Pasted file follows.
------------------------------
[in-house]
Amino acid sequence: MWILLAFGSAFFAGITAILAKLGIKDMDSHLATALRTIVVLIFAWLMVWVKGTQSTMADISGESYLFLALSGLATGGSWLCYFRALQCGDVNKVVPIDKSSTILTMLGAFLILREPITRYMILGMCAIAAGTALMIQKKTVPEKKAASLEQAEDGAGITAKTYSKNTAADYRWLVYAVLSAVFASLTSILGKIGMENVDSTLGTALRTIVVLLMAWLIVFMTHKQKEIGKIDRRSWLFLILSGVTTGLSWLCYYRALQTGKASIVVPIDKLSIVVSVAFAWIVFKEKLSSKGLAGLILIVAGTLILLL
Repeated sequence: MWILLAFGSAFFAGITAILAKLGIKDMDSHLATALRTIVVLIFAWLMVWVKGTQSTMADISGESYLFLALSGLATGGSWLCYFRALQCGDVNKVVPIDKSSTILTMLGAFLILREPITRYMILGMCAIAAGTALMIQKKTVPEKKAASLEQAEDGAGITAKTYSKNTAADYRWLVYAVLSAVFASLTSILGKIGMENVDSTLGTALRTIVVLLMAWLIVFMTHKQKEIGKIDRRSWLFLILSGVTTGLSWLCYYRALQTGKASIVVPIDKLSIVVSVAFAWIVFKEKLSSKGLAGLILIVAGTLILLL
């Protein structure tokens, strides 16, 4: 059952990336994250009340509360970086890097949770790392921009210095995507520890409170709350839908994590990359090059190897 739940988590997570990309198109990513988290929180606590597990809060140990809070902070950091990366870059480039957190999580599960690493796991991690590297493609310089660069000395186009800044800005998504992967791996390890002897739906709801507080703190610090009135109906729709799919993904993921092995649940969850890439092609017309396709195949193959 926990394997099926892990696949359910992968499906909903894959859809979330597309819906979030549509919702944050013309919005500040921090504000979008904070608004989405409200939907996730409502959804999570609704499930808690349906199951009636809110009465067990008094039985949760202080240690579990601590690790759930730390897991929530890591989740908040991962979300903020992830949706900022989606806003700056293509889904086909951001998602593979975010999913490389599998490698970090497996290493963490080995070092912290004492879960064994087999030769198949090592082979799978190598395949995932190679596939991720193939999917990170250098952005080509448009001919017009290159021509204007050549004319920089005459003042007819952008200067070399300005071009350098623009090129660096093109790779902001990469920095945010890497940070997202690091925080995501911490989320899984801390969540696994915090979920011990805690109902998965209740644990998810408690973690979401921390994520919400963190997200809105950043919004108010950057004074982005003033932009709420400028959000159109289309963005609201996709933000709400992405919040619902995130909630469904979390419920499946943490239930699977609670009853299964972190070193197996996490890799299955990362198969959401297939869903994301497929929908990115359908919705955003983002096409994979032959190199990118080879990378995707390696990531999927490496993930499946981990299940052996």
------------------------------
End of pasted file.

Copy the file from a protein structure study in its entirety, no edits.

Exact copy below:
[in-house]
Amino acid sequence: MWILLAFGSAFFAGITAILAKLGIKDMDSHLATALRTIVVLIFAWLMVWVKGTQSTMADISGESYLFLALSGLATGGSWLCYFRALQCGDVNKVVPIDKSSTILTMLGAFLILREPITRYMILGMCAIAAGTALMIQKKTVPEKKAASLEQAEDGAGITAKTYSKNTAADYRWLVYAVLSAVFASLTSILGKIGMENVDSTLGTALRTIVVLLMAWLIVFMTHKQKEIGKIDRRSWLFLILSGVTTGLSWLCYYRALQTGKASIVVPIDKLSIVVSVAFAWIVFKEKLSSKGLAGLILIVAGTLILLL
Repeated sequence: MWILLAFGSAFFAGITAILAKLGIKDMDSHLATALRTIVVLIFAWLMVWVKGTQSTMADISGESYLFLALSGLATGGSWLCYFRALQCGDVNKVVPIDKSSTILTMLGAFLILREPITRYMILGMCAIAAGTALMIQKKTVPEKKAASLEQAEDGAGITAKTYSKNTAADYRWLVYAVLSAVFASLTSILGKIGMENVDSTLGTALRTIVVLLMAWLIVFMTHKQKEIGKIDRRSWLFLILSGVTTGLSWLCYYRALQTGKASIVVPIDKLSIVVSVAFAWIVFKEKLSSKGLAGLILIVAGTLILLL
């Protein structure tokens, strides 16, 4: 059952990336994250009340509360970086890097949770790392921009210095995507520890409170709350839908994590990359090059190897 739940988590997570990309198109990513988290929180606590597990809060140990809070902070950091990366870059480039957190999580599960690493796991991690590297493609310089660069000395186009800044800005998504992967791996390890002897739906709801507080703190610090009135109906729709799919993904993921092995649940969850890439092609017309396709195949193959 926990394997099926892990696949359910992968499906909903894959859809979330597309819906979030549509919702944050013309919005500040921090504000979008904070608004989405409200939907996730409502959804999570609704499930808690349906199951009636809110009465067990008094039985949760202080240690579990601590690790759930730390897991929530890591989740908040991962979300903020992830949706900022989606806003700056293509889904086909951001998602593979975010999913490389599998490698970090497996290493963490080995070092912290004492879960064994087999030769198949090592082979799978190598395949995932190679596939991720193939999917990170250098952005080509448009001919017009290159021509204007050549004319920089005459003042007819952008200067070399300005071009350098623009090129660096093109790779902001990469920095945010890497940070997202690091925080995501911490989320899984801390969540696994915090979920011990805690109902998965209740644990998810408690973690979401921390994520919400963190997200809105950043919004108010950057004074982005003033932009709420400028959000159109289309963005609201996709933000709400992405919040619902995130909630469904979390419920499946943490239930699977609670009853299964972190070193197996996490890799299955990362198969959401297939869903994301497929929908990115359908919705955003983002096409994979032959190199990118080879990378995707390696990531999927490496993930499946981990299940052996």